3 ] ea, peanut, walnut, and lime show tumor sizes. Stage I In stage I, the tumor is 7 centimeters or smaller and is found only in the kidney. Stage II In stage II, the tumor is larger than 7 centimeters and is found only in the kidney. Stage III In stage III, cancer is found: in the kidney and in 1 nearby lymph node; or in an adrenal gland or in the layer of fatty tissue around the kidney, and may be found in 1 nearby lymph node; or in the main blood vessels of the kidney and may be found in 1 nearby lymph node. Stage IV In stage IV, cancer has spread: beyond the layer of fatty tissue around the kidney and may be found in 1 nearby lymph node; or to 2 or more nearby lymph nodes; or to other organs, such as the bowel, pancreas, or lungs, and may be found in nearby lymph nodes. Recurrent Renal Cell Cancer Recurrent renal cell cancer is cancer that has recurred (come back) after it has been treated. The cancer may come back many years after initial treatment, in the kidney or in other parts of the body. There are different types of treatment for patients with renal cell cancer. Different types of treatments are available for patients with renal cell cancer. Some treatments are standard (the currently used treatment), and some are being tested in clinical trials. A treatment clinical trial is a research study meant to help improve current treatments or obtain information on new treatments for patients with cancer. When clinical trials show that a new treatment is better than the standard treatment, the new treatment may become the standard treatment. Patients may want to think about taking part in a clinical trial. Some clinical trials are open only to patients who have not started treatment. Five types of standard treatment are used: Surgery Surgery to remove part or all of the kidney is often used to treat renal cell cancer. The following types of surgery may be used:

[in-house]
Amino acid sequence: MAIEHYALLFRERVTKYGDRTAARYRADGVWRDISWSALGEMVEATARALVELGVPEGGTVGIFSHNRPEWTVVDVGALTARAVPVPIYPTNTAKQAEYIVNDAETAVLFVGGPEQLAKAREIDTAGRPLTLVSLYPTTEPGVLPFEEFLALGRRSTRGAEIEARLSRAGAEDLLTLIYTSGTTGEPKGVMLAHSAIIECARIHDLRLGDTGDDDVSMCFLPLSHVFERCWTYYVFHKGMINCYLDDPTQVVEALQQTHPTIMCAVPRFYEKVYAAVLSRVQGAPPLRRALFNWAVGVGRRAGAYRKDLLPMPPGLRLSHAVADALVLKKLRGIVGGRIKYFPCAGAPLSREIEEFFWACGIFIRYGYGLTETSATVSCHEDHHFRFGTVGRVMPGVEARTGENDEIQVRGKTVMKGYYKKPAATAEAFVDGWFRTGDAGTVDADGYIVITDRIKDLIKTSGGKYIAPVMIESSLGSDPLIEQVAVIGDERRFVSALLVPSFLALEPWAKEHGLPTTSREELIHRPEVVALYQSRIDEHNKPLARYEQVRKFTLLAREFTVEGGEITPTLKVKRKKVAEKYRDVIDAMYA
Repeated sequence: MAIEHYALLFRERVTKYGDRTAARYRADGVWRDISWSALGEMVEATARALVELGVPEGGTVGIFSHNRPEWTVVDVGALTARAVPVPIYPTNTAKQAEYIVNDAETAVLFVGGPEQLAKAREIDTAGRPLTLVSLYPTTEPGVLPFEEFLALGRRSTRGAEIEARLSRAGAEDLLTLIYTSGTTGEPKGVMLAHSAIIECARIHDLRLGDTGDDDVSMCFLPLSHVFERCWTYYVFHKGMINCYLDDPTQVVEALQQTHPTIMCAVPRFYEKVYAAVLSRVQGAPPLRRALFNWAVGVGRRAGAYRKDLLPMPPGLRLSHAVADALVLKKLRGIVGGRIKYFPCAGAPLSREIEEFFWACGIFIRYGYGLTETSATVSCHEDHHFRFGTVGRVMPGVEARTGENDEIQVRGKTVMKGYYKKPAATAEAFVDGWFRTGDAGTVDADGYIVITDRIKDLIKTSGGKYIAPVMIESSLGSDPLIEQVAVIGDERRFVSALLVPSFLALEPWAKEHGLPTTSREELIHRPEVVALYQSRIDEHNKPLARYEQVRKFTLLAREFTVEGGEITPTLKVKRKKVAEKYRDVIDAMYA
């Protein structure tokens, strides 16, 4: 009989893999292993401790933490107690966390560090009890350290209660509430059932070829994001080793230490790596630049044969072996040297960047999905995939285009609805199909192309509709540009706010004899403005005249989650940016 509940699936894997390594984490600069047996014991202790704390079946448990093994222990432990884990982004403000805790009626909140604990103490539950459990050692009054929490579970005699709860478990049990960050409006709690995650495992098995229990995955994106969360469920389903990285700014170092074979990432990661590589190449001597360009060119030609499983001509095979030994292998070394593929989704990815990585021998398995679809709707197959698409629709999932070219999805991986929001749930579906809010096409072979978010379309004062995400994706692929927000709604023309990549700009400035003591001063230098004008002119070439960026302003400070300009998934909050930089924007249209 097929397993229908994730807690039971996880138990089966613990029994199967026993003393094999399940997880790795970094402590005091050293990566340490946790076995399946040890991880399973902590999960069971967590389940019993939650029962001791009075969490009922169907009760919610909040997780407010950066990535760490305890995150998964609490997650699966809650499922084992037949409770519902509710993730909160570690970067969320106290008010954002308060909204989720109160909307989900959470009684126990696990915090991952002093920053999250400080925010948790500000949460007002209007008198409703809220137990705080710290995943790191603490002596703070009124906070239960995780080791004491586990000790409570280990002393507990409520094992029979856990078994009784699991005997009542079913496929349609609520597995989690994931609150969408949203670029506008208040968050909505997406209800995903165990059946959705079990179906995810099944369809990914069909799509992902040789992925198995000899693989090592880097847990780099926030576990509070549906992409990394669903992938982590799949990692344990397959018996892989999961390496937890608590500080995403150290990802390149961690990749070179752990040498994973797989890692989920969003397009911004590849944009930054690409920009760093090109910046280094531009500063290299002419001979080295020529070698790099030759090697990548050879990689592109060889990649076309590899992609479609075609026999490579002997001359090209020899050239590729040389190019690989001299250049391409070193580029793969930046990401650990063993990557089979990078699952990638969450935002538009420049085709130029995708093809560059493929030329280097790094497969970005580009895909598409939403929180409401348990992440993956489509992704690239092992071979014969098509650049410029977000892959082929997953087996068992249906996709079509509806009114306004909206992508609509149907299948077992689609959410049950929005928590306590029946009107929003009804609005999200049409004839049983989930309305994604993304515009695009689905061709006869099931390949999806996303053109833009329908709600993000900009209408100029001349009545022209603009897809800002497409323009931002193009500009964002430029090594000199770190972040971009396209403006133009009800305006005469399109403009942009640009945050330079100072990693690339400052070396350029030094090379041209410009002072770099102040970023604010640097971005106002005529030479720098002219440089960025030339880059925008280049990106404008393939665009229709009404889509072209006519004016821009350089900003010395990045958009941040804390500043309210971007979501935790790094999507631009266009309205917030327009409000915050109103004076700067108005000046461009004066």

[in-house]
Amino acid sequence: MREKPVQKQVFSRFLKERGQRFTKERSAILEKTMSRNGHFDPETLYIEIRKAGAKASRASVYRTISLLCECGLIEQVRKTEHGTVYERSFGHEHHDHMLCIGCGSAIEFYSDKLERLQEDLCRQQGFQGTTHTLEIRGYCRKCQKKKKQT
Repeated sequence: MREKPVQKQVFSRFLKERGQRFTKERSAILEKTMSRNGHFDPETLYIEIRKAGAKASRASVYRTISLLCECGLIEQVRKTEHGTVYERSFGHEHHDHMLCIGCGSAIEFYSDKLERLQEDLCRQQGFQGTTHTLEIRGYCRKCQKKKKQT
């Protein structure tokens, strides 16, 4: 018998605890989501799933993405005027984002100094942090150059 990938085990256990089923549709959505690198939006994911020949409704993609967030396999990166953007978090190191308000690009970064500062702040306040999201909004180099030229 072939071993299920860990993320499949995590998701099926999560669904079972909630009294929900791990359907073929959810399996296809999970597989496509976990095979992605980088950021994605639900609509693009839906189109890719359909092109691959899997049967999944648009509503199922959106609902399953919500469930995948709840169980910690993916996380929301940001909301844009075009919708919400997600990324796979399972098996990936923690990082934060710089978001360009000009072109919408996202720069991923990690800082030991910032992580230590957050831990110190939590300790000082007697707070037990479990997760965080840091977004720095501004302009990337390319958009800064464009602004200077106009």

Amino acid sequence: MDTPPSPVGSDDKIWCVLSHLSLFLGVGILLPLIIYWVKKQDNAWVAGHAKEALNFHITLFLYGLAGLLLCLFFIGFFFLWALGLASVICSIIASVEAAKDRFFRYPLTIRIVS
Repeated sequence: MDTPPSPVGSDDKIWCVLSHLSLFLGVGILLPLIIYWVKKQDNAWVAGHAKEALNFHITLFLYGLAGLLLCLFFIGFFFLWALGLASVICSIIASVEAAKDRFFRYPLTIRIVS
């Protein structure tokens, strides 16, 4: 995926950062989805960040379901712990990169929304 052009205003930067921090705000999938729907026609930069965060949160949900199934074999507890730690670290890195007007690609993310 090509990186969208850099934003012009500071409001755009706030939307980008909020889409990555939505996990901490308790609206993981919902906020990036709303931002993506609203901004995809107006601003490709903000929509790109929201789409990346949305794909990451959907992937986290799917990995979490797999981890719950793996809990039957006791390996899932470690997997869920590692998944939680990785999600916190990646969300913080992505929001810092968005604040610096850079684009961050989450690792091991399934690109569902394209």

4 Partial nephrectomy: A surgical procedure to remove the cancer within the kidney and some of the tissue around it. A partial nephrectomy may be done to prevent loss of kidney function when the other kidney is damaged or has already been removed. Simple nephrectomy: A surgical procedure to remove the kidney only. Radical nephrectomy: A surgical procedure to remove the kidney, the adrenal gland, surrounding tissue, and, usually, nearby lymph nodes. A person can live with part of 1 working kidney, but if both kidneys are removed or not working, the person will need dialysis (a procedure to clean the blood using a machine outside of the body) or a kidney transplant (replacement with a healthy donated kidney). A kidney transplant may be done when the disease is in the kidney only and a donated kidney can be found. If the patient has to wait for a donated kidney, other treatment is given as needed. When surgery to remove the cancer is not possible, a treatment called arterial embolization may be used to shrink the tumor. A small incision is made and a catheter (thin tube) is inserted into the main blood vessel that flows to the kidney. Small pieces of a special gelatin sponge are injected through the catheter into the blood vessel. The sponges block the blood flow to the kidney and prevent the cancer cells from getting oxygen and other substances they need to grow. Even if the doctor removes all the cancer that can be seen at the time of the surgery, some patients may be given chemotherapy or radiation therapy after surgery to kill any cancer cells that are left. Treatment given after the surgery, to increase the chances of a cure, is called adjuvant therapy. Radiation therapy Radiation therapy is a cancer treatment that uses high-energy x-rays or other types of radiation to kill cancer cells or keep them from growing. There are two types of radiation therapy. External radiation therapy uses a machine outside the body to send radiation toward the cancer. Internal radiation therapy uses a radioactive substance sealed in needles, seeds, wires, or catheters that are placed directly into or near the cancer. The way the radiation therapy is given depends on the type and stage of the cancer being treated. Chemotherapy Chemotherapy is a cancer treatment that uses drugs to stop the growth of cancer cells, either by killing the cells or by stopping them from dividing. When chemotherapy is taken by mouth or injected into a vein or muscle, the drugs enter the bloodstream and can reach cancer cells throughout the body (systemic chemotherapy). When chemotherapy is placed directly into the spinal column, an organ, or a body cavity such as the abdomen, the drugs mainly affect cancer cells in those areas (regional chemotherapy). The way the chemotherapy is given depends on the type and stage of the cancer being treated. Biologic therapy Biologic therapy is a treatment that uses the patient's immune system to fight cancer. Substances made by the body or made in a laboratory are used to boost, direct, or restore the body's natural defenses against cancer. This type of cancer treatment is also called biotherapy or immunotherapy. Targeted therapy Targeted therapy uses drugs or other substances that can find and attack specific cancer cells without harming normal cells. Antiangiogenic agents are a type of targeted therapy that may be used to treat advanced renal cell cancer. They keep blood vessels from forming in a tumor, causing the tumor to starve and stop growing or to shrink. New types of treatment are being tested in clinical trials. This summary section describes treatments that are being studied in clinical trials. It may not mention every new treatment being studied. Information about clinical trials is available from the NCI Web site. Stem cell transplant Stem cells (immature blood cells) are removed from the blood or bone marrow of a donor and given to the patient through an infusion. These reinfused stem cells grow into (and restore) the body's blood cells. Patients may want to think about taking part in a clinical trial. For some patients, taking part in a clinical trial may be the best treatment choice. Clinical trials are part of the cancer research process. Clinical trials are done to find out if new cancer treatments are safe and effective or better than the standard treatment. Many of today's standard treatments for cancer are based on earlier clinical trials. Patients who take part in a clinical trial may receive the standard treatment or be among the first to receive a new treatment. Patients who take part in clinical trials also help improve the way cancer will be treated in the future. Even when clinical trials do not lead to effective new treatments, they often answer important questions and help move research forward.